Radical Guide to Online Bond Investing: Treasury Direct

Treasuries will rightly make up 10-20% of your bond purchases.  In the companion guide, Guide to Bonds, we discuss the Treasury market in A Quick Introduction to the Treasury Market and U.S. Agencies and the increasingly significant Treasury Inflation-Protected Bonds (“TIPs”) market in A Quick Introduction to Treasury Inflation-Protected Bonds (TIPs).

Another way to buy and sell Treasuries and TIPs online is through a Treasury Direct account.   The Treasuries are held through the Federal Reserve and linked to your bank or credit union accounts.  (There’s also a small $25 account maintenance fee for balances over $100,000).

To setup the account, go to the Treasury Direct’s website (www.treasurydirect.gov).  Once there, click on the link to “Individual/Personal Investing” and just follow the instructions for setting up an account.   You will be required to provide information no different from what most brokers would ask for. 

Here are two suggestions.  First, don’t go the traditional paper-and-mail route for placing your buy orders (called “tenders”) for auctioned Treasuries.  With an online account, you can do all the buying, reinvestments and even some selling online.  Second, you should utilize the auction and buyback notice emails from the Treasury --- a very good way to keep track of upcoming auctions and news on your current holdings.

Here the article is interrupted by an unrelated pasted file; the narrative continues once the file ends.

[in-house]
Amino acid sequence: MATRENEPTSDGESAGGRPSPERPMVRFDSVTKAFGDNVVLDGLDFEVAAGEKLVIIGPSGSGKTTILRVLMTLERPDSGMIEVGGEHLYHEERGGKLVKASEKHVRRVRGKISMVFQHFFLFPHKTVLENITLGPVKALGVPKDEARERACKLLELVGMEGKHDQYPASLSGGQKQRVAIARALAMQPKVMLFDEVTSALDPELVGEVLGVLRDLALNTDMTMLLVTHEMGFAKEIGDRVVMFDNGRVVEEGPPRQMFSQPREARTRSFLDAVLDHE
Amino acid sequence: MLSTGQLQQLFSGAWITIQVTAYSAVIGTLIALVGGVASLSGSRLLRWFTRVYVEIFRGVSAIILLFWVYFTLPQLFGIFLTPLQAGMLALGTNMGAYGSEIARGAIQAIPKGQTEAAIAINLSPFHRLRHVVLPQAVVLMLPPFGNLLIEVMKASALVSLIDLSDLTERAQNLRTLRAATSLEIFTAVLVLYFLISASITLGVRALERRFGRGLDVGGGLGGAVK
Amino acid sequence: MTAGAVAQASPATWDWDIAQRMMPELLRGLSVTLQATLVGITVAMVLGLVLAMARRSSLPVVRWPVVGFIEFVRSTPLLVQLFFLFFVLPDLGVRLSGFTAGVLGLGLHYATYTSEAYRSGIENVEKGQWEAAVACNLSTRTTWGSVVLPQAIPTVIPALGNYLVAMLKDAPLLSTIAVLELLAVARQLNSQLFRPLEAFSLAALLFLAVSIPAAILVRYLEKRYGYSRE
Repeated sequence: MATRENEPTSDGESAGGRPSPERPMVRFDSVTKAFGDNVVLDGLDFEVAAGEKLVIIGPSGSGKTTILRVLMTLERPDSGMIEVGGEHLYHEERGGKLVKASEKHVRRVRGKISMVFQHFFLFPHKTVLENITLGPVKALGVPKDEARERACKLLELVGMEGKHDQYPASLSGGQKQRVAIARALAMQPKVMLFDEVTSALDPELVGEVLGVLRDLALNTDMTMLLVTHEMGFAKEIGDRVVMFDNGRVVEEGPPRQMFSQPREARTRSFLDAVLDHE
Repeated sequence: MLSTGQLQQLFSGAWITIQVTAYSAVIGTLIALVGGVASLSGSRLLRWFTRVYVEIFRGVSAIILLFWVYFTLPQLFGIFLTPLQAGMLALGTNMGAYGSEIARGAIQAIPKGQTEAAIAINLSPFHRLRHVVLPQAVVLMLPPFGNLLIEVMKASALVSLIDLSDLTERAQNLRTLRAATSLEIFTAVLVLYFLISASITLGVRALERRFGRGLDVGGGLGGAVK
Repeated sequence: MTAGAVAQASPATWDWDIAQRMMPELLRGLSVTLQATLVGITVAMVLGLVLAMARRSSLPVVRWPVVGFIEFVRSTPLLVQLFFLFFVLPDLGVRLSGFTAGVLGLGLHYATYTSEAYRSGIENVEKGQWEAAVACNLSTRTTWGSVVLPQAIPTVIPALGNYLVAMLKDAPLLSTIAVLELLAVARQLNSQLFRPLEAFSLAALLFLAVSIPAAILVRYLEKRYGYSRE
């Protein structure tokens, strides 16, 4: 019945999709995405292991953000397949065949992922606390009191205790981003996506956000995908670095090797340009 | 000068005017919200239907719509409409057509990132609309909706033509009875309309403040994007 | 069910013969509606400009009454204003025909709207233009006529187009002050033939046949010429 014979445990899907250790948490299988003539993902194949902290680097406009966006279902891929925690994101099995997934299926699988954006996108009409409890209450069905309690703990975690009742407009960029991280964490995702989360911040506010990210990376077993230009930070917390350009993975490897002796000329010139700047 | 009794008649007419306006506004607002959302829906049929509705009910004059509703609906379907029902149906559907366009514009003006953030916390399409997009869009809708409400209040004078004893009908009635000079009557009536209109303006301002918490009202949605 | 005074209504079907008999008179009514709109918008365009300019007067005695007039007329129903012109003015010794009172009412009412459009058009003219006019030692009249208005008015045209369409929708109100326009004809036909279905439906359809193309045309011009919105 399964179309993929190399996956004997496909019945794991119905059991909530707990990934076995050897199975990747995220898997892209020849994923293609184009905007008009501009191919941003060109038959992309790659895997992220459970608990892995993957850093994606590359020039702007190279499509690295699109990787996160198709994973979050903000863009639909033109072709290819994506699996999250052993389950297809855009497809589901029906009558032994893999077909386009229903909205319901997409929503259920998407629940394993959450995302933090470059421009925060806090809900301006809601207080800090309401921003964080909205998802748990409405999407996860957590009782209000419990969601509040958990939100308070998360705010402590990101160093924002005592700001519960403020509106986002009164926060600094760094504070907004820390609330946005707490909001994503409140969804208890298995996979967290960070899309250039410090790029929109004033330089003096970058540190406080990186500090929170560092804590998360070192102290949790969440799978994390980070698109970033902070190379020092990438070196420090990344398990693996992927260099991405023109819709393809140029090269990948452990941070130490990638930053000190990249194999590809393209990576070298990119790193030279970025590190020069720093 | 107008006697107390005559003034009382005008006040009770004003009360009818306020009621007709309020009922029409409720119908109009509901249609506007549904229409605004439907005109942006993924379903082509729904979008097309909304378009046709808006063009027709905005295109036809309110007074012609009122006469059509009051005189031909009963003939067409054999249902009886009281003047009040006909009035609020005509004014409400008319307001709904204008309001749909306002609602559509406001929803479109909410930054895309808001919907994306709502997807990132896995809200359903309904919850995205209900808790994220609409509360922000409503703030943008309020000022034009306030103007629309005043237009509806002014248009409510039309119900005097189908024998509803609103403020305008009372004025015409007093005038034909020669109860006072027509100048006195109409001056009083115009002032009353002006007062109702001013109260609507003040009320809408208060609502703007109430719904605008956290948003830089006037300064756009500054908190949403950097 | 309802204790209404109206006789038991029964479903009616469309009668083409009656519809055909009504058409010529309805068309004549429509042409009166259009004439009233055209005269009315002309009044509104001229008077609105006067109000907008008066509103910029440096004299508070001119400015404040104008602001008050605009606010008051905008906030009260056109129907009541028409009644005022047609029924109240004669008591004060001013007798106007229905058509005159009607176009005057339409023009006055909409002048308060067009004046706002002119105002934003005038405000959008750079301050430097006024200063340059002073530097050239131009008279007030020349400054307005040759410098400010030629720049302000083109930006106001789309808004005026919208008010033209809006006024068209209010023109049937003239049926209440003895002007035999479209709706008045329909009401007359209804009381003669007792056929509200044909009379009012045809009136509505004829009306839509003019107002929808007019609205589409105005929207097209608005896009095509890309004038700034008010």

Bear in mind that you only hold auctioned Treasuries in your Treasury Direct account.  You can’t transfer in other Treasuries held elsewhere or other securities for that matter.  In short, a Treasury Direct account means you can:

  • Buy Treasuries at auction and manage reinvestments online.
  • Sell the previously bought Treasuries through the “sell direct” feature.  Through a somewhat cumbersome process, you notify the Public Debt Bureau to sell your Treasuries to the highest “bidder” for a flat $45.
  • See account statements and transactions online.

UNLIKE a broker account holding Treasuries, a Treasury Direct account means:

  • You will have auctions, not transactions.  You cannot buy or sell Treasuries in the open market --- i.e., ones that you did not buy at auction.  
  • You won’t have “heartbeat” trades with live markets.  In the multidealer marketplace, you will see two-way, live markets in Treasuries.  Here, on Treasury Direct, it will take time (“auction” time) to get done, in other words, on all your trades.
  • You have another account to manage. 
  • You cannot receive credit for Treasuries.  So the obvious benefits of sprucing up your account balance with Treasuries do not accrue to you.  Such benefits might include reducing trading and account maintenance fees.
  • You cannot receive “buy power” for the Treasuries.  The Treasuries sit in your bank account, not brokerage account, so no broker will grant you leverage against them.

But here’s the cost comparison.  Say you want only to trade and hold Treasuries bought in an auction.  The only clearcut cost advantage is in buying your Treasuries at auction.  In most brokerage accounts, you will pay, at most, $50 to participate in a Treasury auction.  In the Treasury Direct account, you pay nothing.

The costs favor the Treasury Direct account, but only for a small sliver of the bond universe --- Treasuries bought at auction.  It may be worth the cost just to consolidate your accounts and open up your trading horizon.

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June 7, 2005 | Permalink


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